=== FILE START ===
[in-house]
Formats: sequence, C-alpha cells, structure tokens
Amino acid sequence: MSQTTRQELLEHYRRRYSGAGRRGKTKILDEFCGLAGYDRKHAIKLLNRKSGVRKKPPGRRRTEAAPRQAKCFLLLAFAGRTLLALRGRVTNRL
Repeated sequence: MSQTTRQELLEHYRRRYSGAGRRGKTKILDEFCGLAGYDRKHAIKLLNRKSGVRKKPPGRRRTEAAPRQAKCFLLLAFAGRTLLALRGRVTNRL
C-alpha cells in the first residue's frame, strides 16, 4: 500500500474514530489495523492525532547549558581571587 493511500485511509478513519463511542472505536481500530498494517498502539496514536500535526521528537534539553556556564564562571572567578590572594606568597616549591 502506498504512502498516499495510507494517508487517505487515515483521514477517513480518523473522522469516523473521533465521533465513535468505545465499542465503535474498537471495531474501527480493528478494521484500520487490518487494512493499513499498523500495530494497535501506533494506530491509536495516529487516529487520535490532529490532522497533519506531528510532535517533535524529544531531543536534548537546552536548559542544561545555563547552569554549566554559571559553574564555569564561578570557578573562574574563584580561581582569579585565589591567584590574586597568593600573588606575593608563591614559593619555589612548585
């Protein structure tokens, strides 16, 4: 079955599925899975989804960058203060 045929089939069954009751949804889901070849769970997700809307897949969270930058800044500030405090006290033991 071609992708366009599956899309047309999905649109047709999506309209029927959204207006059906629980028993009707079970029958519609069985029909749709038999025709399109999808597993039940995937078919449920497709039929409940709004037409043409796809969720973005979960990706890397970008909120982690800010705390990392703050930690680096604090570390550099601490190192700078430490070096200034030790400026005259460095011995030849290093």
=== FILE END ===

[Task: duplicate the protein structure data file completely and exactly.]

[in-house]
Formats: sequence, C-alpha cells, structure tokens
Amino acid sequence: MSQTTRQELLEHYRRRYSGAGRRGKTKILDEFCGLAGYDRKHAIKLLNRKSGVRKKPPGRRRTEAAPRQAKCFLLLAFAGRTLLALRGRVTNRL
Repeated sequence: MSQTTRQELLEHYRRRYSGAGRRGKTKILDEFCGLAGYDRKHAIKLLNRKSGVRKKPPGRRRTEAAPRQAKCFLLLAFAGRTLLALRGRVTNRL
C-alpha cells in the first residue's frame, strides 16, 4: 500500500474514530489495523492525532547549558581571587 493511500485511509478513519463511542472505536481500530498494517498502539496514536500535526521528537534539553556556564564562571572567578590572594606568597616549591 502506498504512502498516499495510507494517508487517505487515515483521514477517513480518523473522522469516523473521533465521533465513535468505545465499542465503535474498537471495531474501527480493528478494521484500520487490518487494512493499513499498523500495530494497535501506533494506530491509536495516529487516529487520535490532529490532522497533519506531528510532535517533535524529544531531543536534548537546552536548559542544561545555563547552569554549566554559571559553574564555569564561578570557578573562574574563584580561581582569579585565589591567584590574586597568593600573588606575593608563591614559593619555589612548585
């Protein structure tokens, strides 16, 4: 079955599925899975989804960058203060 045929089939069954009751949804889901070849769970997700809307897949969270930058800044500030405090006290033991 071609992708366009599956899309047309999905649109047709999506309209029927959204207006059906629980028993009707079970029958519609069985029909749709038999025709399109999808597993039940995937078919449920497709039929409940709004037409043409796809969720973005979960990706890397970008909120982690800010705390990392703050930690680096604090570390550099601490190192700078430490070096200034030790400026005259460095011995030849290093």